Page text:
CrossOff acquires IBM training group

Like the fabled train, CrossOff Inc. says it has become the little company that could.

The Halifax-based technology company signed a memorandum of understanding with IBM Canada Wednesday to acquire Polar Bear Software Corp. (PBSC), and, in doing so, expanded eight-fold.

This is the third, and by far the largest acquisition the anti-counterfeiting, brand protection, technology training and property management company has made. The acquisition will result in a merger of PBSC with the business of Broadleaf Technology Solutions, the training and consulting division within CrossOff. And, since IBM has been attempting to sell PBSC for about three years, it makes for an interesting acquisition, said an IDC Canada analyst

“There has been a lot of internal struggles and turnover and they have gone through a lot of different management groups and profitability has been quite low,” said Julie Kaufman, research manager skills research at Toronto-based IDC Canada, referring to PBSC. “IBM’s strategy has been to fix it up for the last couple of years to the point where someone would buy it.”

PBSC, a group of corporate IT training firms owned by IBM and worth about $38 million in revenues annually, didn’t fit into the international IBM education model, said Tom Whyte, general manager at IBM Canada Learning Services.

“IBM Canada is the only IBM country that offers desktop application training as part of our portfolio of learning offering,” Whyte said. “This allows me to align my portfolio of learning offerings with the rest of what IBM Global Services has throughout the world. We are still in the learning business and IBM’s strategic direction is to invest in e-learning solutions and IBM Canada’s learning services business unit will continued to be a force in offering e-learning solutions.”

Whyte said he didn’t know if CrossOff would be changing any of the PBSC’s educational offerings, though he speculated that the company would probably build on what’s there already.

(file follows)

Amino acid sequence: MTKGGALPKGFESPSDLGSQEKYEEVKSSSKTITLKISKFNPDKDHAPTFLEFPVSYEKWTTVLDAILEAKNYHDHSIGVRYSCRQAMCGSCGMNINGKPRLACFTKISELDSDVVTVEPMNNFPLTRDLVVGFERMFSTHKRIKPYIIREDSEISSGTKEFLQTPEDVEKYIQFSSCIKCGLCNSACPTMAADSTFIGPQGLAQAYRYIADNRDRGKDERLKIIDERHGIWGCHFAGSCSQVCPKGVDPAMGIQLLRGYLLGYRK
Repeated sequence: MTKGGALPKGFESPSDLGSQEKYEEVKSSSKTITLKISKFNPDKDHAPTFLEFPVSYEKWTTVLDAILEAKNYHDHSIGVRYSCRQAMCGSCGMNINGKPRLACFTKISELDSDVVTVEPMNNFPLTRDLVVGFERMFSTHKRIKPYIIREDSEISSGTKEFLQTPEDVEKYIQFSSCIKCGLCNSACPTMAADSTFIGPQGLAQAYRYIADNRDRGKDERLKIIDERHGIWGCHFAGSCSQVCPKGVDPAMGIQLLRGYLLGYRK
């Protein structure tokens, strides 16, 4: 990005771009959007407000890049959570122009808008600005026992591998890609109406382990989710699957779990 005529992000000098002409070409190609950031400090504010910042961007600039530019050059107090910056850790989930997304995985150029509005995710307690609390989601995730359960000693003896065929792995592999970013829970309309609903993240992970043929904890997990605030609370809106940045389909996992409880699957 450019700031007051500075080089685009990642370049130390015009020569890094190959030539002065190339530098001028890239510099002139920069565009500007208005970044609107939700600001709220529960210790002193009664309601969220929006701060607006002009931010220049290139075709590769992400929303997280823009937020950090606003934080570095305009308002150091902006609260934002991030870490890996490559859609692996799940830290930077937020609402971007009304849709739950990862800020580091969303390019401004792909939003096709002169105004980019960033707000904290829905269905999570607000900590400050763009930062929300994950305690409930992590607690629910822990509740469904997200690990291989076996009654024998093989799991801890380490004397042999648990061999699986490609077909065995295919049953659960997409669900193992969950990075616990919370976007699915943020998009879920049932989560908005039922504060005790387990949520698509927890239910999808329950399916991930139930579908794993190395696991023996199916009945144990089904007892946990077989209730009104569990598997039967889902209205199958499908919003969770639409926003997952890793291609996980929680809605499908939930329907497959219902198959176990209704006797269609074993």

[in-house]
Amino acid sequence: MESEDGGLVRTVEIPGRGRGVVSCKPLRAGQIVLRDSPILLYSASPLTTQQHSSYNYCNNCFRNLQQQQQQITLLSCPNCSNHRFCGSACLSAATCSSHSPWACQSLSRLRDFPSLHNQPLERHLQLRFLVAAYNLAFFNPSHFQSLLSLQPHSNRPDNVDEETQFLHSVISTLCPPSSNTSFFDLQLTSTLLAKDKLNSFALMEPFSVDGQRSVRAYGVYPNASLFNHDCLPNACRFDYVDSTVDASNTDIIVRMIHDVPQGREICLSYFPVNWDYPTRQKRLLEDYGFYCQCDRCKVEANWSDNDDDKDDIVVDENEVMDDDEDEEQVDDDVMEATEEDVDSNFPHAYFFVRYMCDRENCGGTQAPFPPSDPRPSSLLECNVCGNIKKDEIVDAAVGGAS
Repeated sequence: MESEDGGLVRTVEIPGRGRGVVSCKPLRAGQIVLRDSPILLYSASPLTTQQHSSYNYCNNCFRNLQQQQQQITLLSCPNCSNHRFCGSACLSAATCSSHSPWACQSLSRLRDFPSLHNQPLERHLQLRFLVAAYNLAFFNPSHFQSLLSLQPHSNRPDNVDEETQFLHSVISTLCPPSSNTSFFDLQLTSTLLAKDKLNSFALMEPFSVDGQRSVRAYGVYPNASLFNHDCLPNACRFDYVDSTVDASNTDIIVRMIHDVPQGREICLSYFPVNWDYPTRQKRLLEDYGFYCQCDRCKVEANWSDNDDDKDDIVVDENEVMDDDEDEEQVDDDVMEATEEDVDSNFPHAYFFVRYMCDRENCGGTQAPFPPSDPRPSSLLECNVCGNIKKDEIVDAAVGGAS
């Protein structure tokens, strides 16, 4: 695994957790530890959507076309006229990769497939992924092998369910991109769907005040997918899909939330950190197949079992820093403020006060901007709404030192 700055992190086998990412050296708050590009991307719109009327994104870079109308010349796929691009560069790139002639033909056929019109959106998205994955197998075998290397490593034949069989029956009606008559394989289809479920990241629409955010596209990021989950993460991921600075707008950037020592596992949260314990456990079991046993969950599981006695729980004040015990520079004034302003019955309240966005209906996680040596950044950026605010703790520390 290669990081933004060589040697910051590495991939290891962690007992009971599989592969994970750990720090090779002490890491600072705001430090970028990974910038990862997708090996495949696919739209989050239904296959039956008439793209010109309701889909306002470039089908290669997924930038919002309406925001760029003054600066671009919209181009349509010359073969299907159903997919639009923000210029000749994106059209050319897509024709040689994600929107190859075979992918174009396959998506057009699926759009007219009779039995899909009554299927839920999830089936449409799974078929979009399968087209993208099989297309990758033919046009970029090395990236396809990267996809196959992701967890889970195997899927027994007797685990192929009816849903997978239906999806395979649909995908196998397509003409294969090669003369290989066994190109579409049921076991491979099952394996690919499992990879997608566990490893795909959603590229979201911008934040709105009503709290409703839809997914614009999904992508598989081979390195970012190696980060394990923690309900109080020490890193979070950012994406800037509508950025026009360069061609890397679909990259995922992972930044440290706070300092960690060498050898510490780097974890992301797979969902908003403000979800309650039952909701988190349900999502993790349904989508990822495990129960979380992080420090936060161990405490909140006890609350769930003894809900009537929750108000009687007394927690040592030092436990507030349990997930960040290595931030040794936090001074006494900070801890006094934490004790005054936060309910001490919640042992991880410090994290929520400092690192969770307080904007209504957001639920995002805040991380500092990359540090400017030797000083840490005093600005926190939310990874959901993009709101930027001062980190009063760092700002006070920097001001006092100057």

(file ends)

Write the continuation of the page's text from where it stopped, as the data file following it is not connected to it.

Mike Hayes, vice-president of marketing at CrossOff said that while this is no small endeavor, it isn’t quite as drastic as it seems.

“If you look at Broadleaf as an operating division and look at the pure revenues coming out of there, it does look a little like David and Goliath,” he said from his Halifax office. “If you look at the way CrossOff is built, we have some central services that service some of our other divisions. We have a lot of bench strength. We have ourselves built to be a large company and this just helps to get us there faster.”

PBSC will remain IBM’s source for desktop application training to IBM Canada’s employees and a co-marketing agreement will enable IBM to include PBSC offerings as part of IBM’s solutions offerings. The transaction should be closed in early 2002.

That last step for CrossOff, Hayes said, is just another one in “closing the skills gap.”

“As you know, it’s a good business right now,” he said. “It has great depth and clout and they have been a great competitor for us for some time now.”

Hayes continued that the companies complemented each other very well geographically with CrossOff’s presence in the east and PBSC’s everywhere else.

“Now we can offer coast-to-coast service for our clients,” he said. “That’s always been our dream.”

Speed will be one of the keys to making this deal successful, Kaufman said, explaining that CrossOff will have to work to integrate the new company quickly because it’s important that the company is profitable soon to cover some of its new costs. CrossOff will also face some other hurdles in the coming months, she added.

“A big company has been bought by a very small company so I am not quite seeing where they see opportunities for staff,” she said. “They are going to have to worry about keeping the good people they have. Who is going to be calling the shots? Their entire company at the end of 2000 was only $5.2 million. They will be growing times seven and leveraging themselves to the hilt.”

Kaufman added, however, that PBSC has a fairly stable client-base and that will prove good for CrossOff.

“We knew this was coming, it was just a matter of who,” she said. “PBSC simply doesn’t fit into IBM’s business model around learning. The offering doesn’t fit where IBM wants to take its corporate learning business.”

Winnipeg-based PBSC is at

Halifax-based CrossOff Incorporated is at

Toronto-based IDC Canada is at